With Ukraine crisis, Russia is confronting the West on their own by sacrificing their own economy and benefiting their Chinese friends. With Ukraine crisis, the U.S. is countering Russia with Europe by putting their friends on the front line, militarily and economically, while benefiting themselves with a shrinking Europe and a possible new wave of migration of top European talents into America. Smart, undeniably. Shrewd, as the U.S. has always been. Obama is becoming the hero of America by doing all the right things. Plus, Sweden formerly sucked it all up by awarding Obama the Nobel Peace Prize with a simple reason: he is a man of hope with whom we envision major contributions to world peace. That was probably the first time a Nobel Prize was awarded on the basis of hope and not prior real contributions. They gave it to a man who would put them on the front line with Russia, a nuclear superpower. Touching, as Putin would have commented.
So, according to Obama, following the failure of diplomatic actions, he would have no choice but consider military options. Well, perhaps, according to his dictionary, so long as an option is not military, it must be diplomatic, hence the logical formulation of his statement. In any case, the ceasefire talk seemed to work, so I am not complaining. However, I am still unsure of how many non-military options he still has in his arsenal. I know Americans are always quite pro-war at first and regret it in a few years, a cycle hard to break. Now, it’s all up to Merkel to maintain a military neutral position of Europe and resist American pressure on taking a military approach to Ukraine crisis, because obviously Obama is not really fighting their internal pressure on his side. Europe has to be wise. After all, who’s on the front line anyway?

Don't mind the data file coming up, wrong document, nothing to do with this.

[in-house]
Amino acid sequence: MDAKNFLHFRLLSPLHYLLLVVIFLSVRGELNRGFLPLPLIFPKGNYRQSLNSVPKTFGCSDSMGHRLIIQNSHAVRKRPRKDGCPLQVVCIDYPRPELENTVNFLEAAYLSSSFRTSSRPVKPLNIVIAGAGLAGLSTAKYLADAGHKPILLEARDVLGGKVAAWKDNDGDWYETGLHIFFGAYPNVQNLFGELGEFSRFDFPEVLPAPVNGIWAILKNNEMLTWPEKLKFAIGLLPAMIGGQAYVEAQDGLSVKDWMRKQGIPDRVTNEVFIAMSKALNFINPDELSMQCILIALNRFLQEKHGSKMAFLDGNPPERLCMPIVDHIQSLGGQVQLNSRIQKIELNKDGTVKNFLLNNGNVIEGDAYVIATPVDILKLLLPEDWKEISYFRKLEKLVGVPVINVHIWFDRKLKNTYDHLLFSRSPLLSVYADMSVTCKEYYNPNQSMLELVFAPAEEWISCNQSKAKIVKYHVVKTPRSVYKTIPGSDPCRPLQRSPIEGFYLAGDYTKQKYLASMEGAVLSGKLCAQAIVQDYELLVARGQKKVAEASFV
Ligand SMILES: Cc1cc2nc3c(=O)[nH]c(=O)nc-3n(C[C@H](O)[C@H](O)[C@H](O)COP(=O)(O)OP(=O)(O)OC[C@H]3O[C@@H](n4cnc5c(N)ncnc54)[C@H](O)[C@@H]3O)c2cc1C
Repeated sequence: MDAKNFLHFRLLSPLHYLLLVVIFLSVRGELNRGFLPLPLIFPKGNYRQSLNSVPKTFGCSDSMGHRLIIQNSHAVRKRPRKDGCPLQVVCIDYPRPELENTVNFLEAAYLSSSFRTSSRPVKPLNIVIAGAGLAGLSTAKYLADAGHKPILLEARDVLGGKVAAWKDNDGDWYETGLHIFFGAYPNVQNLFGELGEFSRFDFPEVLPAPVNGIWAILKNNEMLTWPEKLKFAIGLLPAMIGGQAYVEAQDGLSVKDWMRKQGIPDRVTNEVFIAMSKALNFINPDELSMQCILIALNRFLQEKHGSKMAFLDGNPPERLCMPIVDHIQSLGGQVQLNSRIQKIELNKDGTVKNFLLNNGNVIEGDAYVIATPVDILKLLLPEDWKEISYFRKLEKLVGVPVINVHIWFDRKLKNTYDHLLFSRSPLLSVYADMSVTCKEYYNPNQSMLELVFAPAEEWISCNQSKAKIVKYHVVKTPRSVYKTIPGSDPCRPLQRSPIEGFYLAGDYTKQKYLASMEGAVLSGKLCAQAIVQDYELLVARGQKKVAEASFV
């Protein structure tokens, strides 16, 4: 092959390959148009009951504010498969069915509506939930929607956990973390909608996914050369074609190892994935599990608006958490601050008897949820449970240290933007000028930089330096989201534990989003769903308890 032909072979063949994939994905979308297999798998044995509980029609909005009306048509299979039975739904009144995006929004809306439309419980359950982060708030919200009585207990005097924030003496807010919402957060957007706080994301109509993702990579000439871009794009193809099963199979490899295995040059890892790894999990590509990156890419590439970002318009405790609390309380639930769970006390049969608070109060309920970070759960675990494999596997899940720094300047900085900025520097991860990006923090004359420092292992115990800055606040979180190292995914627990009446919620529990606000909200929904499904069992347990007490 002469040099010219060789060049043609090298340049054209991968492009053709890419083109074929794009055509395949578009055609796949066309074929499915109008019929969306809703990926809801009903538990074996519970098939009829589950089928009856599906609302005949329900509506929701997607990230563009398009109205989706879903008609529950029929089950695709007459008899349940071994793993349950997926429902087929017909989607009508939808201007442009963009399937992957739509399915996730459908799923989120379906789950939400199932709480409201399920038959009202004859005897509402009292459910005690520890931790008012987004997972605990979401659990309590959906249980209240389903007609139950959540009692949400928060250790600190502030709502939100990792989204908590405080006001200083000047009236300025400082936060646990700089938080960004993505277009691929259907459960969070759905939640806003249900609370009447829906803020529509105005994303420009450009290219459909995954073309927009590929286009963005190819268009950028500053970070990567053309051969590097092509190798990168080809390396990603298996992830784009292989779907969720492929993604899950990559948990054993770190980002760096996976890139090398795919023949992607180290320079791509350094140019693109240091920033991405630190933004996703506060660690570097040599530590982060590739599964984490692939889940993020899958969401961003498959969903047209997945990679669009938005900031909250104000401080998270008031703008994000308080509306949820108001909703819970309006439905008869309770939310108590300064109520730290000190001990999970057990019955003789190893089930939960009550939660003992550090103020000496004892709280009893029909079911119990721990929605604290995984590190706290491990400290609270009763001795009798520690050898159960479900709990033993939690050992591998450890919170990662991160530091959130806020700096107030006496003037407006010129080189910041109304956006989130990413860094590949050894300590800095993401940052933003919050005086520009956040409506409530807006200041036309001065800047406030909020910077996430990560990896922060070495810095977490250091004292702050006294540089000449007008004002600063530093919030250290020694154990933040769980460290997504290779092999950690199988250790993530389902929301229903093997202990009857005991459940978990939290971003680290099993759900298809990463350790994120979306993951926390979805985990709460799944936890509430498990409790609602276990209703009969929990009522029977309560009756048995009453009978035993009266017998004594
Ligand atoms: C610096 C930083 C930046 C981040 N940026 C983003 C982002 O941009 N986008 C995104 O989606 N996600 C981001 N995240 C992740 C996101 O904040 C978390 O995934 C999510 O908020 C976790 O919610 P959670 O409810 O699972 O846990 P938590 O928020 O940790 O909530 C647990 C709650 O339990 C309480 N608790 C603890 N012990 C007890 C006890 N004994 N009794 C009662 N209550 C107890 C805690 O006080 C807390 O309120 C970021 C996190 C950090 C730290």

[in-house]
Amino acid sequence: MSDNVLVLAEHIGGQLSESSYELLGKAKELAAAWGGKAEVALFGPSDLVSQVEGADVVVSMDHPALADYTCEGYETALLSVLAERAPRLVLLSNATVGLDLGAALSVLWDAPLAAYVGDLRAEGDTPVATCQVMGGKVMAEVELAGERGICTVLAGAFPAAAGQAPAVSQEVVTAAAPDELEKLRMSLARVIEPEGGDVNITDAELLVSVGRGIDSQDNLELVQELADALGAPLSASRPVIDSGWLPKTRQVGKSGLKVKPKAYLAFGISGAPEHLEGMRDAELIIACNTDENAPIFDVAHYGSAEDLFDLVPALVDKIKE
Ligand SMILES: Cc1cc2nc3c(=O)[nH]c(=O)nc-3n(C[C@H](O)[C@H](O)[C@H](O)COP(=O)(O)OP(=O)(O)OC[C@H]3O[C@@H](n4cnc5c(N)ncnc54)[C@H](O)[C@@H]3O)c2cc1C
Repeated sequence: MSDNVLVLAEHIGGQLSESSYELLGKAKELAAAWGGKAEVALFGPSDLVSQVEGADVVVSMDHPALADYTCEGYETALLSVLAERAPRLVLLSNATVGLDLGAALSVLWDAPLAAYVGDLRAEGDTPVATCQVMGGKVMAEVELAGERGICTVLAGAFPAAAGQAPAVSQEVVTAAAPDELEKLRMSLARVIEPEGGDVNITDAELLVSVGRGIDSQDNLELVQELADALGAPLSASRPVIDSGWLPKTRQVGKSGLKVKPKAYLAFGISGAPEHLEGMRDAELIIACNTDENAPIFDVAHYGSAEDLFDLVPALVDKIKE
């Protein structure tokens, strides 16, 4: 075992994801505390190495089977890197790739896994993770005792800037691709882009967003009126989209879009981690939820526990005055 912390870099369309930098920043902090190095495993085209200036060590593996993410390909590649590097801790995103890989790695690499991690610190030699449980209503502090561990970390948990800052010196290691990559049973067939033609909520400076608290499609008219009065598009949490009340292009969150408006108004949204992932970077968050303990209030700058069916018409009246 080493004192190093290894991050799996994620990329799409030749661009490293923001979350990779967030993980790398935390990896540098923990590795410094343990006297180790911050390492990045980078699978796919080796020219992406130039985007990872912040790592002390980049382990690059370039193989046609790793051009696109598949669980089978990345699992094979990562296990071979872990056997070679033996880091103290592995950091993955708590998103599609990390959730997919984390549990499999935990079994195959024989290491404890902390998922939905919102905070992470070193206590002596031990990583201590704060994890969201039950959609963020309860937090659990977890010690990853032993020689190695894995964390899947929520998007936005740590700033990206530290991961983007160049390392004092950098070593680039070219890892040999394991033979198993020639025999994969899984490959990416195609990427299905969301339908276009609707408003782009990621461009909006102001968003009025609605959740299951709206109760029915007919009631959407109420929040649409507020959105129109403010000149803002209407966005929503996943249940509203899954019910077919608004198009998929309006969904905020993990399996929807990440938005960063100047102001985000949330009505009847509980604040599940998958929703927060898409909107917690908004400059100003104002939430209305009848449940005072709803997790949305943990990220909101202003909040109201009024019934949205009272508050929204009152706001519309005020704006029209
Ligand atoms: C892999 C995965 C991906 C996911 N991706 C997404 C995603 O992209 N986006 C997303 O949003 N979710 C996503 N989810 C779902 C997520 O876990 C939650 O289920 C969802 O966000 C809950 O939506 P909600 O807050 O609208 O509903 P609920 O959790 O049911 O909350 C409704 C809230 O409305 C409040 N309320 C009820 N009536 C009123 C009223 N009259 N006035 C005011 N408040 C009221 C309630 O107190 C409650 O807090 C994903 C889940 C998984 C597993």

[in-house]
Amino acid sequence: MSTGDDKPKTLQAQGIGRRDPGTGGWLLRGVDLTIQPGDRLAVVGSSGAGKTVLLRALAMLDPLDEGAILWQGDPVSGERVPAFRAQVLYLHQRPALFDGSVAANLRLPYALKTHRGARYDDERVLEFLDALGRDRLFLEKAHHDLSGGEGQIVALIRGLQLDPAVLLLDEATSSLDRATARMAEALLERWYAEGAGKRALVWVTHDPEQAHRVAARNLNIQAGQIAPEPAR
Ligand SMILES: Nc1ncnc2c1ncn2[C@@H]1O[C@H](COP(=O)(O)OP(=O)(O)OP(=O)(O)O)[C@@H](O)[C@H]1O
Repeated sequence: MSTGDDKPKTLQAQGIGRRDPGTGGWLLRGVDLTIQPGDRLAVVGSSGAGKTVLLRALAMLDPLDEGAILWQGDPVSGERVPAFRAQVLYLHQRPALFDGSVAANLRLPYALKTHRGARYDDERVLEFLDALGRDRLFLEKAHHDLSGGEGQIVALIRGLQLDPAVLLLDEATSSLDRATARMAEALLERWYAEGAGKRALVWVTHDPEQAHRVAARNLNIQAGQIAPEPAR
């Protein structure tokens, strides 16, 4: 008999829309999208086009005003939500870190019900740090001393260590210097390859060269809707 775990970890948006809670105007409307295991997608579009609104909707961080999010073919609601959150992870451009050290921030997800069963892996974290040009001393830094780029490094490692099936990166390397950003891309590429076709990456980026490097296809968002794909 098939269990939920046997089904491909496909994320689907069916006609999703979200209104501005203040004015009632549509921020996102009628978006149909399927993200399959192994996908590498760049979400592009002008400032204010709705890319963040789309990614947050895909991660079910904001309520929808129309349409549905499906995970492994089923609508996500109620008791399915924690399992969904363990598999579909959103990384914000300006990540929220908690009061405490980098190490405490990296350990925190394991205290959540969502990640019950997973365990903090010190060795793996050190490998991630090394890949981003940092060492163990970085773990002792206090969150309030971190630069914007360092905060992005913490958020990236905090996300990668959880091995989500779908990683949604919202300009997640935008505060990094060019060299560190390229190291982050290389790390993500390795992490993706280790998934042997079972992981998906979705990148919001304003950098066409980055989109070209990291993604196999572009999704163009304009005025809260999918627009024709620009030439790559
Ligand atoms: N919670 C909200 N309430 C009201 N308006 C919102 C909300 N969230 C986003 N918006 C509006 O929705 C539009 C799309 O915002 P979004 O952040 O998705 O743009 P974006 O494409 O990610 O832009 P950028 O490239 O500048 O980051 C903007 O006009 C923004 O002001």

A military option to be taken by the American armed forces is totally okay, so long as Obama does it like Bush with Iraq by going all alone. Is the U.S. not strong enough that they must take Europe with them to fight Russia, which is just another nation like them? Of course, I don’t want any war now, at least not in my life time. Let’s just get back to the drawing board. What did Russia want initially? No more than deeper and closer economic ties with Ukraine, lest they turn to the E.U.. So what? Just let them. The problems with the Ukrainian economy do not lie in their imports but their exports. As long as they can find buyers around the world, their economy will thrive. They need to be competitive. At first, that simply means major foreign investments. Ukrainians are very hardworking, so there should be no problem at all. So long as there’s peace, even South Korea and Taiwan are willing to build their factories there, both of which work fine with Russia.
Merkel is key in peace talks with Russia. Putin is still willing to listen. As long as they are willing to get back to the drawing board, there’s room for everyone to get what they want.